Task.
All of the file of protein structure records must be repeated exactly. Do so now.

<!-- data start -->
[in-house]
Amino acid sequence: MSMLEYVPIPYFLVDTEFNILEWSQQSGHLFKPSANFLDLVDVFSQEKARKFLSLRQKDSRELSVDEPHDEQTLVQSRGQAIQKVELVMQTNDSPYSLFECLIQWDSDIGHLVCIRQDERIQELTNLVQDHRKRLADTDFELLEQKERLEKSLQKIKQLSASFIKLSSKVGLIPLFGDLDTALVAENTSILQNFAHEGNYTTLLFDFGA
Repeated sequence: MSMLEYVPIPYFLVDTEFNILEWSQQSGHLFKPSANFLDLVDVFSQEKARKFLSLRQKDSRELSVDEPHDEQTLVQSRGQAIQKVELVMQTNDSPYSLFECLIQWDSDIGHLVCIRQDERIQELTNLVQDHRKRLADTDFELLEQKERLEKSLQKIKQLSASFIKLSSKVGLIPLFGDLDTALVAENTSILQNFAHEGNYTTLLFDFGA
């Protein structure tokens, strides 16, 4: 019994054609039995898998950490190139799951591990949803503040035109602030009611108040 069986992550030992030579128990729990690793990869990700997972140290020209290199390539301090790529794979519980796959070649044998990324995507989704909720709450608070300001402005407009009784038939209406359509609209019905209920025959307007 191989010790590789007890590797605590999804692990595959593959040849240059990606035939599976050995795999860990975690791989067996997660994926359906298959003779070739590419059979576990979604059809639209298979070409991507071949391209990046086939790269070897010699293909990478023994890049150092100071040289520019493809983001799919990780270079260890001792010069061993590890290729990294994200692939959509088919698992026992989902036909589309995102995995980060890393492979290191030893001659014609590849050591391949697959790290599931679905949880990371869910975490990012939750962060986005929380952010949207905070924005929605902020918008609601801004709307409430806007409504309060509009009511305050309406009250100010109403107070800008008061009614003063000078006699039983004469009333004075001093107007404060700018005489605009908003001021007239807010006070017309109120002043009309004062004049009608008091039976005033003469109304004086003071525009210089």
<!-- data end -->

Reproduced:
[in-house]
Amino acid sequence: MSMLEYVPIPYFLVDTEFNILEWSQQSGHLFKPSANFLDLVDVFSQEKARKFLSLRQKDSRELSVDEPHDEQTLVQSRGQAIQKVELVMQTNDSPYSLFECLIQWDSDIGHLVCIRQDERIQELTNLVQDHRKRLADTDFELLEQKERLEKSLQKIKQLSASFIKLSSKVGLIPLFGDLDTALVAENTSILQNFAHEGNYTTLLFDFGA
Repeated sequence: MSMLEYVPIPYFLVDTEFNILEWSQQSGHLFKPSANFLDLVDVFSQEKARKFLSLRQKDSRELSVDEPHDEQTLVQSRGQAIQKVELVMQTNDSPYSLFECLIQWDSDIGHLVCIRQDERIQELTNLVQDHRKRLADTDFELLEQKERLEKSLQKIKQLSASFIKLSSKVGLIPLFGDLDTALVAENTSILQNFAHEGNYTTLLFDFGA
């Protein structure tokens, strides 16, 4: 019994054609039995898998950490190139799951591990949803503040035109602030009611108040 069986992550030992030579128990729990690793990869990700997972140290020209290199390539301090790529794979519980796959070649044998990324995507989704909720709450608070300001402005407009009784038939209406359509609209019905209920025959307007 191989010790590789007890590797605590999804692990595959593959040849240059990606035939599976050995795999860990975690791989067996997660994926359906298959003779070739590419059979576990979604059809639209298979070409991507071949391209990046086939790269070897010699293909990478023994890049150092100071040289520019493809983001799919990780270079260890001792010069061993590890290729990294994200692939959509088919698992026992989902036909589309995102995995980060890393492979290191030893001659014609590849050591391949697959790290599931679905949880990371869910975490990012939750962060986005929380952010949207905070924005929605902020918008609601801004709307409430806007409504309060509009009511305050309406009250100010109403107070800008008061009614003063000078006699039983004469009333004075001093107007404060700018005489605009908003001021007239807010006070017309109120002043009309004062004049009608008091039976005033003469109304004086003071525009210089």